Low and Middle Income Countries

If you assume that the rate of cardiac disease in the developed world is at least equal to the rate of cardiac disease in the developing world, then of all the people in the world living outside North America, Australia, and Europe, 93% have no access to cardiac surgery! Approximately 4.5 billion people in the world have no access to cardiac surgery (Unger F. Worldwide survey on cardiac interventions 1995. Cor Europaeum. 1999;7:128-46.)

The inequality between developed and developing countries in terms of shortfall in financial , technological and human resources is widening every day. One of the multiple heartbreaking emergency calls for immediate action is the destiny of children who suffer from congenital cardiac malformations or acquired diseases. There are currently between 8 and 24 million children in the world who are born with congenital malformations , half of whom will die from lack of care before reaching their second birthday. Among the survivors, 5 million, mostly in poor countries, are in desperate need of open heart surgery. For how long will they have to wait ?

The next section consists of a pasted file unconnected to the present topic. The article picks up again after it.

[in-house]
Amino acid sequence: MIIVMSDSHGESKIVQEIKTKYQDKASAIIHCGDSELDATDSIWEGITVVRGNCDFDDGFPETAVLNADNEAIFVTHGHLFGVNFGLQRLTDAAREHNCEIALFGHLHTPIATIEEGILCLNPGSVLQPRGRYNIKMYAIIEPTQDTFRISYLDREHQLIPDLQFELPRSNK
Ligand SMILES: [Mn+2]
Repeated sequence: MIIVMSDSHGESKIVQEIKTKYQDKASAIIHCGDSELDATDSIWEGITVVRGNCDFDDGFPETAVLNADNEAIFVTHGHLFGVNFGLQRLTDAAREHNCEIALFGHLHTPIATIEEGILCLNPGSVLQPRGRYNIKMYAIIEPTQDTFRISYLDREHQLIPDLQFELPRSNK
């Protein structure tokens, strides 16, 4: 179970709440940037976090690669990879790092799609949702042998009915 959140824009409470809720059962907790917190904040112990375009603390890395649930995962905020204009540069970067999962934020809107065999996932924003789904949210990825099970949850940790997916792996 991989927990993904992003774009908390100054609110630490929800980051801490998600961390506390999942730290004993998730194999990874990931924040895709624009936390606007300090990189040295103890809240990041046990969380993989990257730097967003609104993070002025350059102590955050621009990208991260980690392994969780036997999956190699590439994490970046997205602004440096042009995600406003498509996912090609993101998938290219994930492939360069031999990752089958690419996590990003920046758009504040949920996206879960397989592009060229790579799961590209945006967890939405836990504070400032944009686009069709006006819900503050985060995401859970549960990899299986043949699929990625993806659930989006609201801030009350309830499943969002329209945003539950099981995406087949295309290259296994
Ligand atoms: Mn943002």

Cardiac surgery cannot be performed in most of these countries due to the lack of money or infrastructure to support it. However, many Cardiac Surgeons, Cardiologists and other Health Care Providers in the more affluent countries want to become involved in a program to improve the world’s access to cardiac surgery but have no idea how to do go about it. More importantly, those who are involved are often unaware of other ongoing programs. GHN addresses both these issues and looks at establishing a more structured global approach to this worldwide problem. GHN aims to overcome the problem of how to distribute the services in a more efficient and effective manner by collaboration.